Design teams will have to bake strategies in from the start, no matter how insignificant the device.
The fallout from the Mirai malware attack last week was surprising, given that it was published on the Internet several months ago as open-source. Despite numerous warnings, it still managed to cause denial of service attacks at Amazon, Netflix, and a slew of other companies that are supposed to be able to fend off these kinds of attacks.
The good news is that it more people talking about the issue. But the real challenge isn’t stopping one attack. It’s packing enough security features into designs to prevent security breaches of every sort, including those that can come from other electronics that weren’t even considered as part of the design process.
Just as devices get more sophisticated, so do hackers. Being able to stop attacks with a thumbprint or a password isn’t realistic anymore. It now requires a rethinking of the fundamental architecture for any connected device, which is basically everything with a power supply these days. The good and bad of a connected world is that everything and everyone is connected. And the best way to deal with that effectively is at the system design level.
This raises some interesting challenges:
And that’s just the beginning. There are gaping holes everywhere, from application software to Internet access to the physical supply chain for everything that goes into systems. All of this needs to be looked at with increasing scrutiny, augmented with standards for security that are basically the equivalent of what Underwriters Laboratories has done for electrical and industrial standards.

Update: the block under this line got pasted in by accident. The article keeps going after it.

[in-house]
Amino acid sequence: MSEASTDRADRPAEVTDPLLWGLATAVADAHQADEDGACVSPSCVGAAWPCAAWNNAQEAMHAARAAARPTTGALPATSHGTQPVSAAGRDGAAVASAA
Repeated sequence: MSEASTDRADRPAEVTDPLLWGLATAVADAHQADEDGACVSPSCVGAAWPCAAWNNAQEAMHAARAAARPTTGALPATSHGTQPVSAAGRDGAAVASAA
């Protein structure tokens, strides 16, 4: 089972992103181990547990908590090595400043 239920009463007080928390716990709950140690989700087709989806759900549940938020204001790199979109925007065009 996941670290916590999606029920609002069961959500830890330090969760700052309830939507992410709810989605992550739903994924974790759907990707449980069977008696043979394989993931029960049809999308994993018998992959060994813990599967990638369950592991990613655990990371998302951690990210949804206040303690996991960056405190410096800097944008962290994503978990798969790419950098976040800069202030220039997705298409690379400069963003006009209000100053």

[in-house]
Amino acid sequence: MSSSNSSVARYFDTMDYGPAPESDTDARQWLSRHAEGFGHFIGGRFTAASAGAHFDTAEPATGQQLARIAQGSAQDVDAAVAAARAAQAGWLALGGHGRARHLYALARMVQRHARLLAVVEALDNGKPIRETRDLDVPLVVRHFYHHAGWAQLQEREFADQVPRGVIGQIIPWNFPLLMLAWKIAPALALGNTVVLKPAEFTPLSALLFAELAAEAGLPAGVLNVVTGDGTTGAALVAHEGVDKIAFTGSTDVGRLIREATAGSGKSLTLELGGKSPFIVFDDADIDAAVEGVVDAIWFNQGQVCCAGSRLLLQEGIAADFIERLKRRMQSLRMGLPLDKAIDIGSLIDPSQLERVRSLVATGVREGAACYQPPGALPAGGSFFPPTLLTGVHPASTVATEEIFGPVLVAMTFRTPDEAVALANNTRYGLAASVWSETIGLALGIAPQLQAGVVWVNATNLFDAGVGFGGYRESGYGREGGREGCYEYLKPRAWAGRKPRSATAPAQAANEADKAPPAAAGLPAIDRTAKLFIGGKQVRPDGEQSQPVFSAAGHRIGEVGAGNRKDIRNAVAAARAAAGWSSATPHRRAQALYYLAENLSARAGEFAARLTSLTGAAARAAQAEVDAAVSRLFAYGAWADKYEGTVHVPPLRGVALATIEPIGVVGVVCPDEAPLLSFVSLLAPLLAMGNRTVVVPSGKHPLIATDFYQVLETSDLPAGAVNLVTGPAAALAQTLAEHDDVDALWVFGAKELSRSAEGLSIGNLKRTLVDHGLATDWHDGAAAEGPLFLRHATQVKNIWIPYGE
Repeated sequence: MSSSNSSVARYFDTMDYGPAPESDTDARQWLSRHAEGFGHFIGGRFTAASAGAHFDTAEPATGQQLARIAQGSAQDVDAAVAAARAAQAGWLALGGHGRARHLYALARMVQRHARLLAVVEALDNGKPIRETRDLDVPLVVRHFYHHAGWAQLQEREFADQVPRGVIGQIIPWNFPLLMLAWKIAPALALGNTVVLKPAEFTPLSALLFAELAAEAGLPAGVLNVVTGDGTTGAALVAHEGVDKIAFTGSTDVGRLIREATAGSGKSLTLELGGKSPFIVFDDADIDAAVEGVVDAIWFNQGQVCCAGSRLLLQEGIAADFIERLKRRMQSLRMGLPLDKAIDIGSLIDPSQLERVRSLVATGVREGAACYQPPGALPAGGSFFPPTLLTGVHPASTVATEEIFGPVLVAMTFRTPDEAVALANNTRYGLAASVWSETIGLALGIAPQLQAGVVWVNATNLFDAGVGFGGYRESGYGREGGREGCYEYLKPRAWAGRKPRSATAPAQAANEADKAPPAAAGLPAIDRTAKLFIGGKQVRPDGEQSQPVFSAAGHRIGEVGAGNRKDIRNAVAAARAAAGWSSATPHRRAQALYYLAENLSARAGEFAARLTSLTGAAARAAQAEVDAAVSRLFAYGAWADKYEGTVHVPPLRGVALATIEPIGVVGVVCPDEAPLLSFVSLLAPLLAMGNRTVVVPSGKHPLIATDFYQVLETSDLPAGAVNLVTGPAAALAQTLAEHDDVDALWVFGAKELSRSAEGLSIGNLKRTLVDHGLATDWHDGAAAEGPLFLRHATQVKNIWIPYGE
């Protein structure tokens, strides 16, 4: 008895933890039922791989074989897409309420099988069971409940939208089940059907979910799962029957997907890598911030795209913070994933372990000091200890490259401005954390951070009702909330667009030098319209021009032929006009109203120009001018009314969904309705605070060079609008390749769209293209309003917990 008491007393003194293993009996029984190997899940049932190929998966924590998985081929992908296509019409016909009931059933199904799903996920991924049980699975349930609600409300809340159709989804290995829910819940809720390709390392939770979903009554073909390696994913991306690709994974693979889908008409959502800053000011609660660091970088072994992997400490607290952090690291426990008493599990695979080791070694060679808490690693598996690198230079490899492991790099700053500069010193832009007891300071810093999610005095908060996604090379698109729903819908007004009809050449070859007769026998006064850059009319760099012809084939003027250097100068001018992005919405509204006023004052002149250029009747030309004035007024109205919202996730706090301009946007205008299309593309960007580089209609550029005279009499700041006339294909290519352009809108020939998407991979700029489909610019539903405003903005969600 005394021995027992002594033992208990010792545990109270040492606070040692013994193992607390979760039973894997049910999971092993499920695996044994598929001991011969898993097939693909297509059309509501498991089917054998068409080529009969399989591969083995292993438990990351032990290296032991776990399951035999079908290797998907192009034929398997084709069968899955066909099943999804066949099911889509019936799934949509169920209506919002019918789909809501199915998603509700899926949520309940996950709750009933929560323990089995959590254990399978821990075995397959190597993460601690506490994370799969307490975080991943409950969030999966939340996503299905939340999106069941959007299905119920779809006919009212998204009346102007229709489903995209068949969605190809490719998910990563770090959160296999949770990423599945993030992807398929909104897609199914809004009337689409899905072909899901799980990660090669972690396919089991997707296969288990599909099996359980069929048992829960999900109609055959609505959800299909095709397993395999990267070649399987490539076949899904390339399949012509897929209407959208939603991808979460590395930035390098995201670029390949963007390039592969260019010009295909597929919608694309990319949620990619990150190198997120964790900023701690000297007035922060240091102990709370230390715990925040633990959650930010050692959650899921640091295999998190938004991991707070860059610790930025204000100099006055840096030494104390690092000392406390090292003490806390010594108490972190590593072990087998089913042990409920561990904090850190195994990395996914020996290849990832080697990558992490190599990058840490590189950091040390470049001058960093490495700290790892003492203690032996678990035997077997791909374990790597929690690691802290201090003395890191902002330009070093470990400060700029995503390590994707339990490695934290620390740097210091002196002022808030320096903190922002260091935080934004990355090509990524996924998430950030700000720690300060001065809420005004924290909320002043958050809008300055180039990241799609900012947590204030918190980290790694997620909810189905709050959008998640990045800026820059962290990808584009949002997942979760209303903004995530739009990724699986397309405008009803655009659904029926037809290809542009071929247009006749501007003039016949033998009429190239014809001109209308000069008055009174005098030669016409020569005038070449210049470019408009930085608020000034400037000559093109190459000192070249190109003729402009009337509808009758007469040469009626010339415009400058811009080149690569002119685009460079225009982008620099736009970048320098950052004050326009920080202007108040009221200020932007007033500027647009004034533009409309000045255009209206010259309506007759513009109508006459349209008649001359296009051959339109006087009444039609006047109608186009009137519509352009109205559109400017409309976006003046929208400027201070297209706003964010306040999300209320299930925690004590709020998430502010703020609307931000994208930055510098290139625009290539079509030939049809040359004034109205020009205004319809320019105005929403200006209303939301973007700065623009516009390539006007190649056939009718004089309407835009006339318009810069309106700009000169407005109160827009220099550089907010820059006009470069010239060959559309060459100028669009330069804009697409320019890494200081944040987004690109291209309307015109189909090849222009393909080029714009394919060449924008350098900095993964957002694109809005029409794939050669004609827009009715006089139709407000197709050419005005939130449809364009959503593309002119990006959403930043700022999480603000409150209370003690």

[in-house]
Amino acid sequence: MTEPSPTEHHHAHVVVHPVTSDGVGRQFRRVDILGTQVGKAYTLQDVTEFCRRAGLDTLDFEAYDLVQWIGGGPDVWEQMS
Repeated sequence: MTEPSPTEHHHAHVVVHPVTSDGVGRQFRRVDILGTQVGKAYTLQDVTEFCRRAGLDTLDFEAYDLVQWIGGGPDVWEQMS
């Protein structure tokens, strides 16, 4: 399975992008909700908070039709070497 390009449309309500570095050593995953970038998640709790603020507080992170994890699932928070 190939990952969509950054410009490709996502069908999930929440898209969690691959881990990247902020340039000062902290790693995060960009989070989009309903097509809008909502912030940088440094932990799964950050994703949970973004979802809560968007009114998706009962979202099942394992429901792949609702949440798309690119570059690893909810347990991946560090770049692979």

The reality is that security breaches can cause the same kinds of physical harm as a faulty wiring scheme, even with devices that in themselves are benign. Those risks increase significantly when they are connected together into systems of systems that are also connected to safety-critical systems. It’s time to look at this at a multi-system, multi-disciplinary level and to tackle it with the same kind of innovation that made complex semiconductor design a reality. Otherwise, we literally could be playing with fire.
Securing The IoT
Last week’s Internet outages highlighted the dangers of unsecured IoT devices and the need for a comprehensive set of standards.
Side-Channel Attacks Make Devices Vulnerable
The number and type of attack vectors are increasing as more of the world becomes connected and vulnerable to hackers.
Where Are The IoT Industry Standards?
While some Internet of Things groups are proceeding with setting standards, connectivity and other aspects are still up in the air.
IC Industry Waking Up To Security
More companies recognize cybersecurity needs to be built-in from the beginning.